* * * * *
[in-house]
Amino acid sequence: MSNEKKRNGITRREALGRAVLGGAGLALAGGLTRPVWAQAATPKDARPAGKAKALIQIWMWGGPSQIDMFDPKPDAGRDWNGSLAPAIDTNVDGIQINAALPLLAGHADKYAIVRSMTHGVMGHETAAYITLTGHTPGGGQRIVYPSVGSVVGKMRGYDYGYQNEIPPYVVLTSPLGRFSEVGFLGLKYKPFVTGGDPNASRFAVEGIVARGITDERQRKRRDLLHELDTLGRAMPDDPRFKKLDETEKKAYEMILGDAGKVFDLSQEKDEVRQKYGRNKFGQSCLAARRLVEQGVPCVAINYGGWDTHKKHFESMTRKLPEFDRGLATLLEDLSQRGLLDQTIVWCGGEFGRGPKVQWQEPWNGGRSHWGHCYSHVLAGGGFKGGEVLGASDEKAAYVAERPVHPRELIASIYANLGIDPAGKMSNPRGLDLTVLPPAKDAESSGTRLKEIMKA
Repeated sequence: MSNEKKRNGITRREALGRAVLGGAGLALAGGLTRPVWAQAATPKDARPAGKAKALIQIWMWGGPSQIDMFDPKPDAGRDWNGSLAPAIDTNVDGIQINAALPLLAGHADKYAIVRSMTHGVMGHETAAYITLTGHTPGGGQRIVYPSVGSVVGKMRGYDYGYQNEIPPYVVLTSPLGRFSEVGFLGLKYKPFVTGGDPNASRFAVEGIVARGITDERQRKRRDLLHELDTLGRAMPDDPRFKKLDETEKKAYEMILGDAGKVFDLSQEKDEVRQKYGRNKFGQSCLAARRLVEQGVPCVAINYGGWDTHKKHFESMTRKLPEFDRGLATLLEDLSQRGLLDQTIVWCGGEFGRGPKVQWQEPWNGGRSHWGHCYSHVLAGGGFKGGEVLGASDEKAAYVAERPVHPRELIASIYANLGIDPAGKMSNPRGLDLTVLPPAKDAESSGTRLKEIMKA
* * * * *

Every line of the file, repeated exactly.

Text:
[in-house]
Amino acid sequence: MSNEKKRNGITRREALGRAVLGGAGLALAGGLTRPVWAQAATPKDARPAGKAKALIQIWMWGGPSQIDMFDPKPDAGRDWNGSLAPAIDTNVDGIQINAALPLLAGHADKYAIVRSMTHGVMGHETAAYITLTGHTPGGGQRIVYPSVGSVVGKMRGYDYGYQNEIPPYVVLTSPLGRFSEVGFLGLKYKPFVTGGDPNASRFAVEGIVARGITDERQRKRRDLLHELDTLGRAMPDDPRFKKLDETEKKAYEMILGDAGKVFDLSQEKDEVRQKYGRNKFGQSCLAARRLVEQGVPCVAINYGGWDTHKKHFESMTRKLPEFDRGLATLLEDLSQRGLLDQTIVWCGGEFGRGPKVQWQEPWNGGRSHWGHCYSHVLAGGGFKGGEVLGASDEKAAYVAERPVHPRELIASIYANLGIDPAGKMSNPRGLDLTVLPPAKDAESSGTRLKEIMKA
Repeated sequence: MSNEKKRNGITRREALGRAVLGGAGLALAGGLTRPVWAQAATPKDARPAGKAKALIQIWMWGGPSQIDMFDPKPDAGRDWNGSLAPAIDTNVDGIQINAALPLLAGHADKYAIVRSMTHGVMGHETAAYITLTGHTPGGGQRIVYPSVGSVVGKMRGYDYGYQNEIPPYVVLTSPLGRFSEVGFLGLKYKPFVTGGDPNASRFAVEGIVARGITDERQRKRRDLLHELDTLGRAMPDDPRFKKLDETEKKAYEMILGDAGKVFDLSQEKDEVRQKYGRNKFGQSCLAARRLVEQGVPCVAINYGGWDTHKKHFESMTRKLPEFDRGLATLLEDLSQRGLLDQTIVWCGGEFGRGPKVQWQEPWNGGRSHWGHCYSHVLAGGGFKGGEVLGASDEKAAYVAERPVHPRELIASIYANLGIDPAGKMSNPRGLDLTVLPPAKDAESSGTRLKEIMKA